Measure internal resistance of a cell

I made a device to check capacity that has two resistors and a mosfet in series connected to a li-ion cell.
With that working nicely Ive moved onto adding an IR measurement.

I am sampling the voltage from the cells positive terminal.
The second resistor (and probably the mosfet but less-so) may be causing problems with my formula for calculating IR though.

My method of calculating IR is:

  • measure cell voltage at rest
  • turn on mosfet
  • measure cell voltage at load
  • turn off mosfet
  • current = voltUnderLoad / 4.3;
  • voltDrop = voltAtRest - voltUnderLoad;
  • ir = voltDrop / current;

The problem is, i never get close to accurate results.
The mosfet’s resistance can hopefully be measured once and taken into account when displaying the result.

Does anyone have suggestions to modify the formula?

Thanks

Capture.PNG

Your picture shows two analog inputs. Which one are you using to measure voltage? How do you determine that your Internal Resistance calculation is giving inaccurate values?

If you are using a proper logic-level MOSFET then the resistance should be negligible.

Review your circuit theory. For the circuit shown below, Rint = R1*((V-Vout)/Vout).

You don't need two resistors to measure the internal resistance.

Rint.png

Rint.png

The internal resistance can be measured and calculated for multiple loads, to find out whether it's linear.

My apologies! Its been a while since I've looked at this project and i got mixed up when writing this (derp), ive edited above.

The two voltage sample points are used for the capacity check function. I am only using the one connected to the cell positive terminal.

The second resistor is only there to limit the current draw to about 800mA.

The mosfet is not a logic level (IRF3205 iirc) so there is increased resistance, no clue what or how to calculate such low resistances with the equipment i have.

Ive manually checked my cells IR using this tutorial: 18650 Li-ion Internal Resistance Explained & Measured - YouTube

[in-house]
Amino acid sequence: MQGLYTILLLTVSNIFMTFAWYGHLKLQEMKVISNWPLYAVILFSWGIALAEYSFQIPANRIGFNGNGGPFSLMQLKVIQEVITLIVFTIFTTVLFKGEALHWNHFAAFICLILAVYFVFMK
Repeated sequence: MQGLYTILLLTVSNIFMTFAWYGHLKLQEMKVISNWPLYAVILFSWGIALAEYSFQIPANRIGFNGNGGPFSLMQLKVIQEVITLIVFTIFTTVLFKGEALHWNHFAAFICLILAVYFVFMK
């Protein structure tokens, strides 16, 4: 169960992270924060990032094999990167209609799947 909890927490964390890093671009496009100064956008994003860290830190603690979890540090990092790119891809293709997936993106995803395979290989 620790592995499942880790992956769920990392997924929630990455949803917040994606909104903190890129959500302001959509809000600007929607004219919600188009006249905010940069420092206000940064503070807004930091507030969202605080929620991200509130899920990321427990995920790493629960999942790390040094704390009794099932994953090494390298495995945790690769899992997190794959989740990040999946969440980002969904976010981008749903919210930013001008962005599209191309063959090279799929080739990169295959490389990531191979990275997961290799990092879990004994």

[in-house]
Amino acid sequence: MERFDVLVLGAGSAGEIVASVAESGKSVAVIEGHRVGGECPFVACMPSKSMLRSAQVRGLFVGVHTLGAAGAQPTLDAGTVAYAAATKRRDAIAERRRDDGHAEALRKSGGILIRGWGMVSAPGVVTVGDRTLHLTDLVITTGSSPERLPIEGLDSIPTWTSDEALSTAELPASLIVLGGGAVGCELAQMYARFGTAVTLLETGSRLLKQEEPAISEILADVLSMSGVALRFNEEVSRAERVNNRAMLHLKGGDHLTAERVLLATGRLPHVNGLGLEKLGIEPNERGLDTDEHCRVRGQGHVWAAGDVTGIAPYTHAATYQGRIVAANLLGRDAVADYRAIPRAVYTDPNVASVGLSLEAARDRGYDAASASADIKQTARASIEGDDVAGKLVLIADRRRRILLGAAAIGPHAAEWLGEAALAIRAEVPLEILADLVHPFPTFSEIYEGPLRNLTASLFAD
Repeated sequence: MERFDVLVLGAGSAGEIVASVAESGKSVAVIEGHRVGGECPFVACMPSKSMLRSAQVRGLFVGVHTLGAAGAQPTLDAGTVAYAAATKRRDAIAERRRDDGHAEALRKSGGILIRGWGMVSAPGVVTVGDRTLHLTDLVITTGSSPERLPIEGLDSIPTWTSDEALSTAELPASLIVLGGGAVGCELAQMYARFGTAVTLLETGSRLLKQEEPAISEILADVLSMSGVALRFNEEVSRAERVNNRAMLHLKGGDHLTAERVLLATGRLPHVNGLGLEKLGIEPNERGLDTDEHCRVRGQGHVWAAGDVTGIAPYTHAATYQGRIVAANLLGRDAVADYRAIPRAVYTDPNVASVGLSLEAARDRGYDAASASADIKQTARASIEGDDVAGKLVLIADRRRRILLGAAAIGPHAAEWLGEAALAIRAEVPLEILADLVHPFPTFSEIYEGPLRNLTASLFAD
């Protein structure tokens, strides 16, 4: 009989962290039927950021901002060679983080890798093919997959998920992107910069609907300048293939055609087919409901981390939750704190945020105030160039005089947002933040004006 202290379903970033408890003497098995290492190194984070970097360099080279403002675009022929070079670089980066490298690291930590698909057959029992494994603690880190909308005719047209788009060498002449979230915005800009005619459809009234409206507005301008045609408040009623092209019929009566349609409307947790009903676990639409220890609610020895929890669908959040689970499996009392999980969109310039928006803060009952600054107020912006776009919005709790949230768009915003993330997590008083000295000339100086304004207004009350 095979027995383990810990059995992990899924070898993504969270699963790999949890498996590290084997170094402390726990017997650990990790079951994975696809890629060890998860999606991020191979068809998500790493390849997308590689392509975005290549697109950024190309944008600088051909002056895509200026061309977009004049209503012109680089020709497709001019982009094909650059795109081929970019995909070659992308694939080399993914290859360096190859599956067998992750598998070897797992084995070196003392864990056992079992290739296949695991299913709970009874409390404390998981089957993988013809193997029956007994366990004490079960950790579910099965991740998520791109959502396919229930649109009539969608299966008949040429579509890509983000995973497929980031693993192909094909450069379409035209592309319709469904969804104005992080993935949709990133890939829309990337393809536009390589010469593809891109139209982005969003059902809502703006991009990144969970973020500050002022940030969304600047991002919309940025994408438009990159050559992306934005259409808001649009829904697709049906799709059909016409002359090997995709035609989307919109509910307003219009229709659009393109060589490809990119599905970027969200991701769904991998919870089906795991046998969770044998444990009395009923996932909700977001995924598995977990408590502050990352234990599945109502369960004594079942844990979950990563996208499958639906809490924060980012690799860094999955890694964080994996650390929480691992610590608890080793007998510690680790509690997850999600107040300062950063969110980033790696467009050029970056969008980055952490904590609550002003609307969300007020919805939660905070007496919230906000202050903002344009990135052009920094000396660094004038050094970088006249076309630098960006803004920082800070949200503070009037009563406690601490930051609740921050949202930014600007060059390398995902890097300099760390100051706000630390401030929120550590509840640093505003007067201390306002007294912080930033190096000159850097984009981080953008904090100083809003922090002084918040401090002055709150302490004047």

With the correct values ranging from 90mΩ to 150mΩ, the arduino always displays around 500mΩ consistantly

The mosfet is not a logic level

That error needs to be corrected before this project can proceed.

It should but i just havent gotten around to it. As it is, its functioning perfectly by closing fully and opening enough. Do you think that it might be the cause of the inaccuracies though?

The IRF3205 is 0.008Ω fully open
My soon-to-be replacement logic level mosfets are 0.200Ω fully open

Would the IRF3205 really have a significant increase in resistance (compared to the other) at 5v?

Measure it and see, using your multimeter.

The problem is, i never get close to accurate results.

I don’t see where you have quoted ANY results. How do you know the correct result?

stephenryan2525:
The IRF3205 is 0.008Ω fully open

My soon-to-be replacement logic level mosfets are 0.200Ω fully open

An IRF3205 is more like 0.1ohm with 5volt at the gate (see the graphs in the datasheet).

Maybe you have choosen the wrong one (is it a secret?).
Leo..

jremington:
Measure it and see, using your multimeter.
I don't see where you have quoted ANY results. How do you know the correct result?

Unfortunately none of my multimeters are reliable with readings below 10 ohms
I said above that ive measured my cells manually using a method described i the youtube video linked. 90mΩ to 150mΩ are my accurate results, and they fall in line with the higher resistance cells being the ones that have been older/abused more.

Wawa:
An IRF3205 is more like 0.1ohm with 5volt at the gate (see the graphs in the datasheet).

Maybe you have choosen the wrong one (is it a secret?).
Leo..

Ah well 0.1Ω is better than the logic mosfet isnt it?
Im sorry but is what a secret?

stephenryan2525:
My soon-to-be replacement logic level mosfets are 0.200Ω fully open

Common TO-220 logic level mosfets are 0.05ohm or less with 5volt gate drive.
So which one have you ordered.
Leo..

Wawa:
Common TO-220 logic level mosfets are 0.05ohm or less with 5volt gate drive.
So which one have you ordered.
Leo..

Ah, the logic level mosfets i have are RFP12N10L

Poor choice.
Why a 100volt Vds mosfet for a 4volt battery.
30volt mosfets have a much lower Rds(on) than 100volt mosfets.
Leo..

Good news. Just found some IRL2203N's hidden away, 0.007Ω @ 5v. (Thanks for the advice)

However, if the current mosfets have a 0.100Ω resistance, and im getting readings of 500mΩ on my cells, swapping the mosfets should only bring the readings down to around 400mΩ so still far beyond the level of accuracy im looking for.

Would there be any other reason for this?

You can measure voltage and current, so that the MOSFET resistance is unimportant for the calculation.

If you want to measure Ri of a battery, then layout/wiring/grounding is equally important.
Every wire/connection has some resistance. A breadboard e.g. shouldn't be used.
Post a picture of the setup.
Leo..

DrDiettrich:
You can measure voltage and current, so that the MOSFET resistance is unimportant for the calculation.

An INA219 breakout board could be used for that.
Leo..

I apologise for the god-awful illustrations and the rats nest wiring.

The bottom trace is the common ground and im using voltage dividers beside each 1 ohm resistor to reduce the voltage readings for the arduino 1.1v reference

EDIT: My images keep 'failing security checks' so heres the link: Imgur: The magic of the Internet